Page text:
This is to make sure all data is measured correctly. To do this, it’s good practice to spend enough time with the tool you’re using before the actual testing, so you know what to look out for.
4. Pay attention to the period of time.
Traffic on your website probably changes between different periods of time, so make sure to check the data from the previous year before scheduling the testing time and estimating the test’s duration.
The primary goal of A/B testing is to split (which is why it is also called a split test) your website traffic between two versions: a Control version (A) and a Variation version (B) with equal proportions. However, there is always a risk of external factors influencing the results and making interpretation more challenging, such as seasonal fluctuations in traffic.
Since these seasonal anomalies typically occur regularly, acknowledging historical data and anticipating unrelated changes allows you to confidently extract insights from your results and develop a more informed strategy. In the end, A/B testing is still about empowering your business to objectively assess various strategies, rather than relying solely on gut feelings and assumptions.
5. Don’t make mid-test changes.
It's essential to avoid making alterations to the control version (the original one) while the test is ongoing, particularly to the elements under examination. Modifying the original version during the test undermines the validity of the results obtained from the variation, rendering them inconclusive for comparison.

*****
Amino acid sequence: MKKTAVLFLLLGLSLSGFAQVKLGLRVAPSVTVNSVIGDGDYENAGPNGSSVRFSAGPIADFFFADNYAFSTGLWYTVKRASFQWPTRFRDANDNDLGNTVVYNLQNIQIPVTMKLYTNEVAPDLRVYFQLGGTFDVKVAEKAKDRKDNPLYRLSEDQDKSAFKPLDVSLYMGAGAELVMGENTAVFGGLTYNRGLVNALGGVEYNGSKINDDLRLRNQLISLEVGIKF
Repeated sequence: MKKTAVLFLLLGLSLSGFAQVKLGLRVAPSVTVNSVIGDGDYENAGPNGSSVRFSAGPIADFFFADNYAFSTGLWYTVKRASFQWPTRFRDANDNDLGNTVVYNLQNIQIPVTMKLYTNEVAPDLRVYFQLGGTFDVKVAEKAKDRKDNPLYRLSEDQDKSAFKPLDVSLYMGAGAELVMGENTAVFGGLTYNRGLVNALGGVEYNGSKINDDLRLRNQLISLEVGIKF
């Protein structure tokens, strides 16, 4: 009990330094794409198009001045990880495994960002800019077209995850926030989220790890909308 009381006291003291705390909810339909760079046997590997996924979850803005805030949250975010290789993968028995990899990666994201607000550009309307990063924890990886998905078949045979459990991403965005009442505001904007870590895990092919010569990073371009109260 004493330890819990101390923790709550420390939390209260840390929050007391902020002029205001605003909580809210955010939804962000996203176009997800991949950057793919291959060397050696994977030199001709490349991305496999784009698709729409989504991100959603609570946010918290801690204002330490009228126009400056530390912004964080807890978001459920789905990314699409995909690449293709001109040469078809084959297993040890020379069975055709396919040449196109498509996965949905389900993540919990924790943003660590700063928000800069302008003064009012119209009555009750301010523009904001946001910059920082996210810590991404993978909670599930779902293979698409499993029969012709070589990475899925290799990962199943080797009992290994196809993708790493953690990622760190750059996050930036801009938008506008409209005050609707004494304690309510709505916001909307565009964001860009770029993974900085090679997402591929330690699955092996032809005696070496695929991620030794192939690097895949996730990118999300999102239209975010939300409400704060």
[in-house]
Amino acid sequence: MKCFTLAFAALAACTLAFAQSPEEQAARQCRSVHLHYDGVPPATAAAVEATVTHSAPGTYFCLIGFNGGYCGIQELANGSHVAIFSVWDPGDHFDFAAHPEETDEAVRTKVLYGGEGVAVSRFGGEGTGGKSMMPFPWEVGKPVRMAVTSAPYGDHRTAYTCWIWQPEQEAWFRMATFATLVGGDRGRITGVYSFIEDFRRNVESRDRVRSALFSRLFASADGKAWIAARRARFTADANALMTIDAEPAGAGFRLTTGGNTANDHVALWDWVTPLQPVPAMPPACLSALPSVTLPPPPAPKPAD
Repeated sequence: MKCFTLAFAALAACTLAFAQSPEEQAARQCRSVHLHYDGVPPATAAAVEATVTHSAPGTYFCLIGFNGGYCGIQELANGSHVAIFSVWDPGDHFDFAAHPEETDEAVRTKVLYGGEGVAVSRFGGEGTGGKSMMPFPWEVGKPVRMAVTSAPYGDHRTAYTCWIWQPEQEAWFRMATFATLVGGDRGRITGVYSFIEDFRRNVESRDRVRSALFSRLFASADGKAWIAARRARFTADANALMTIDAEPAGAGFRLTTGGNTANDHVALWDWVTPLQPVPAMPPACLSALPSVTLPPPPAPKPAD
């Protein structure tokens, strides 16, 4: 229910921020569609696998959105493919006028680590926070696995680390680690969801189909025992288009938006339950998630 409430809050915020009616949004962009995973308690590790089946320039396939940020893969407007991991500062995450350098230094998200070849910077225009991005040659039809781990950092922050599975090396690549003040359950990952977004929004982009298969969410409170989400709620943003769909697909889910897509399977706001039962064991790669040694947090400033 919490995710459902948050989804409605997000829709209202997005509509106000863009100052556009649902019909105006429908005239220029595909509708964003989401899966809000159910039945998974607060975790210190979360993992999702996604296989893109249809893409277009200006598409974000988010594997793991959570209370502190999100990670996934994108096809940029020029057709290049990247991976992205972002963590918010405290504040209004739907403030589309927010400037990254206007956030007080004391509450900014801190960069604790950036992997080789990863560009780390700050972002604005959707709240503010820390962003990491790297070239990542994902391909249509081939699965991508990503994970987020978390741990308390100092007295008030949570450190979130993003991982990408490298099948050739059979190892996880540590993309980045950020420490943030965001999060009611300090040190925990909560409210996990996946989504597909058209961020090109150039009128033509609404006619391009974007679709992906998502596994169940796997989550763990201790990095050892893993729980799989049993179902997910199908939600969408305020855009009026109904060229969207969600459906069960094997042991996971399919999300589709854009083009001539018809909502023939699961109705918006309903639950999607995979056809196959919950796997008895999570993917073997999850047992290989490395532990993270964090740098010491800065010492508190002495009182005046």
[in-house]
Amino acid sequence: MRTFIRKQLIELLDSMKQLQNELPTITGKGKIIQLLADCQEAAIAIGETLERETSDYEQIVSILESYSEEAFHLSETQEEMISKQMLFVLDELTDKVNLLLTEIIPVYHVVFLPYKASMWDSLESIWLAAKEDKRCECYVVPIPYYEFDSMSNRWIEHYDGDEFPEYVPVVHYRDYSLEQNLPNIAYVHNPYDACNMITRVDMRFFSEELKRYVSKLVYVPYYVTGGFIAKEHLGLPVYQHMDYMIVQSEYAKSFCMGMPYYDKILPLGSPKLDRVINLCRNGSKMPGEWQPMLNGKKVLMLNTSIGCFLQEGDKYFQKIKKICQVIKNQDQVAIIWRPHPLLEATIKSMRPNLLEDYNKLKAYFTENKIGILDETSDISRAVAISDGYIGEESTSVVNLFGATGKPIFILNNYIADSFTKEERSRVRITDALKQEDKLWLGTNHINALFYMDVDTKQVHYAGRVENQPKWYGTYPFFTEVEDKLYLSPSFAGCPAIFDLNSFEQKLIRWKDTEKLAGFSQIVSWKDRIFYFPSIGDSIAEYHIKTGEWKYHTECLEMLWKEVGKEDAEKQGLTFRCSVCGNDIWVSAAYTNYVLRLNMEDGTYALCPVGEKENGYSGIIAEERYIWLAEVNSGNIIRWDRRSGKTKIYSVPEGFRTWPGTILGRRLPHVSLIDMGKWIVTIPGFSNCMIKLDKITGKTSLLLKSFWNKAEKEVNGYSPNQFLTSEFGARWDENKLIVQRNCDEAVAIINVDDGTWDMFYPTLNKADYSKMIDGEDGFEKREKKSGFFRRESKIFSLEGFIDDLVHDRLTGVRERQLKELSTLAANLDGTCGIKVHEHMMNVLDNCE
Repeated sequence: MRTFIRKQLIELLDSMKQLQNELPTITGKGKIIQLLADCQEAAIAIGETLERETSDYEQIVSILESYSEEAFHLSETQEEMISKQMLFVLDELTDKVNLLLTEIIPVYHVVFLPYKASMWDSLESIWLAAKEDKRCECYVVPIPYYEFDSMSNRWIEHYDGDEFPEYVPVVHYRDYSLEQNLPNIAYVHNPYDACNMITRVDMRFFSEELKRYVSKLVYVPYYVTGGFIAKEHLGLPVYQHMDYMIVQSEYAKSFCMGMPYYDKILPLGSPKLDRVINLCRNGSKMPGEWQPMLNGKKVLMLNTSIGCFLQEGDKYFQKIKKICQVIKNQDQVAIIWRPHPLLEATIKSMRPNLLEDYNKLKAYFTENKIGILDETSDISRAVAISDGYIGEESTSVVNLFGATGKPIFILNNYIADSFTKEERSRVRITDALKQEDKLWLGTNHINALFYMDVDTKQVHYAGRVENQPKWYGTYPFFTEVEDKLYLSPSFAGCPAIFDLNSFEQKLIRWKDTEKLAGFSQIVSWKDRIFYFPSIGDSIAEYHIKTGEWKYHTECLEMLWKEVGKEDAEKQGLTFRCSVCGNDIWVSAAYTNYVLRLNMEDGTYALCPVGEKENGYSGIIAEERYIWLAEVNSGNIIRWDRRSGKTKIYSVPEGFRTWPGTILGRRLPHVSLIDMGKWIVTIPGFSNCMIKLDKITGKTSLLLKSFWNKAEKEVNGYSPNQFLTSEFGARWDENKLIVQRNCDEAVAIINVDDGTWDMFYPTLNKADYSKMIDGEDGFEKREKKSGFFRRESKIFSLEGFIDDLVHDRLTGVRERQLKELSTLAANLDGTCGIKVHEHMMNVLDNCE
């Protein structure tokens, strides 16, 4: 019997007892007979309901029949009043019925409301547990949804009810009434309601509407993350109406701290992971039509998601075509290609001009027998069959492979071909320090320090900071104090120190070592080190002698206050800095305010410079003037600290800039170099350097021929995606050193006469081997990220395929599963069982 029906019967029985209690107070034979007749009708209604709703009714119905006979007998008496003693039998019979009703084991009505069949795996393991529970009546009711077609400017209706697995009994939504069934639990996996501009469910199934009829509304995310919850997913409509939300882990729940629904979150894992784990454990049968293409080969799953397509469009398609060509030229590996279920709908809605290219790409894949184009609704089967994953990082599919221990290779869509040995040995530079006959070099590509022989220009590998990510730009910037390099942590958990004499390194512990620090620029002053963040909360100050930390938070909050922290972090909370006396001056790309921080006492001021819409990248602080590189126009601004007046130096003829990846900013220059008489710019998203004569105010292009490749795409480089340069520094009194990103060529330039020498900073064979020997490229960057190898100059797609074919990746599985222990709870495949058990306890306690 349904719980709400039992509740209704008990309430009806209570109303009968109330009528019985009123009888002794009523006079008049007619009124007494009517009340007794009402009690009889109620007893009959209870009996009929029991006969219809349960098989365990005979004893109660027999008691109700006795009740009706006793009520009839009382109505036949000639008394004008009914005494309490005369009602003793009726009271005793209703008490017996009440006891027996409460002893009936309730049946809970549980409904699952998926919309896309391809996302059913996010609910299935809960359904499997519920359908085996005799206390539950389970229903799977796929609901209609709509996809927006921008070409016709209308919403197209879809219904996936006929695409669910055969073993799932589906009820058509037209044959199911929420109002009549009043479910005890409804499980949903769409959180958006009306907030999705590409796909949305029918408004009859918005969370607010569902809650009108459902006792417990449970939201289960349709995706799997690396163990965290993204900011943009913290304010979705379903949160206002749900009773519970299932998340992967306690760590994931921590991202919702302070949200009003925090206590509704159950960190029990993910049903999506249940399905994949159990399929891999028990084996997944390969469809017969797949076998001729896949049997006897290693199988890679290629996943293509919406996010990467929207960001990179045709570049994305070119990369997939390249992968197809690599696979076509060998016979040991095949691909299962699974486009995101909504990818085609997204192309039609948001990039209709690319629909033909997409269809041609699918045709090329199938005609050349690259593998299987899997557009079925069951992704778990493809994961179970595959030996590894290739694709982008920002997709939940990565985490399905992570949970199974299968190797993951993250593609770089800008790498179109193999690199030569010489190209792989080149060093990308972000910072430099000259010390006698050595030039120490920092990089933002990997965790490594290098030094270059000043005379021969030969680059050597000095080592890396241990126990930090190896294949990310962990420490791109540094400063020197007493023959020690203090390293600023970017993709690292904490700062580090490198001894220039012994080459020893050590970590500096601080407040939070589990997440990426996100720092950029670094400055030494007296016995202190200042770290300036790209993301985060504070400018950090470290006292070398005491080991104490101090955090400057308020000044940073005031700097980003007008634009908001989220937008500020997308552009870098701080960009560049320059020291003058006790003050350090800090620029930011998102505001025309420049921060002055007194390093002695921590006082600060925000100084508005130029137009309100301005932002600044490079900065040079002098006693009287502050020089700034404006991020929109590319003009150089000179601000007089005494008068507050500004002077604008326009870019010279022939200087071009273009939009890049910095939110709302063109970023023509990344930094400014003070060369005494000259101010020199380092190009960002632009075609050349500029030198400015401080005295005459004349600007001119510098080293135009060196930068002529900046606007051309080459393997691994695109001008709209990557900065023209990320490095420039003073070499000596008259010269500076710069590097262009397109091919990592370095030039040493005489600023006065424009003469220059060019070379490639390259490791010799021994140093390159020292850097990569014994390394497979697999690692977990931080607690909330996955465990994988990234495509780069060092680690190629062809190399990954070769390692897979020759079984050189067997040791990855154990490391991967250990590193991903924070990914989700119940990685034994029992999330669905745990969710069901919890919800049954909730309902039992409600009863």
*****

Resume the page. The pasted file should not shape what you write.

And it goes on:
6. Try to test only one element at a time.
That means, don’t change both a button and some additional copy for a single A/B Test, because you won’t be able to tell which of those changes caused a possible change in user behavior. If you just change one element, you can be reasonably sure that any differences between numbers are likely caused by the change in that one element.
7. Check the statistical significance of your findings.
As is the case with any statistical work, you need to make sure that any changes you’re observing wouldn’t have occurred anyway, even without your change. If the tool you’re using doesn’t show you the A/B test statistical significance, you can also use some third-party tools for this job, such as Neil Patel’s A/B testing statistical significance calculator.
While A/B testing is one of the powerful tools for optimizing website performance, it's important to complement it with usability testing to ensure a seamless user experience.
In a market loaded with experimentation tools, it's easy to get distracted when trying to find the most reliable and fitting solution for your business requirements. You might want to stick with Google Optimize, a well-known name in the field. However, this big player is scheduled for discontinuation by Google in late September 2023, making it crucial to explore alternative A/B testing solutions.
One compelling option to consider is Optimizely Web Experimentation. We recommend this powerful tool to help you optimize your digital strategies. Not only does it possess all the features Google Optimize has, but it also has other capabilities such as real-time results for faster tests, full stack omnichannel testing for web and mobile, and more.
At Niteco, we've already prepared a simple guide to A/B testing in Optimizely, providing you with valuable insights and assistance to get started on your experimentation journey.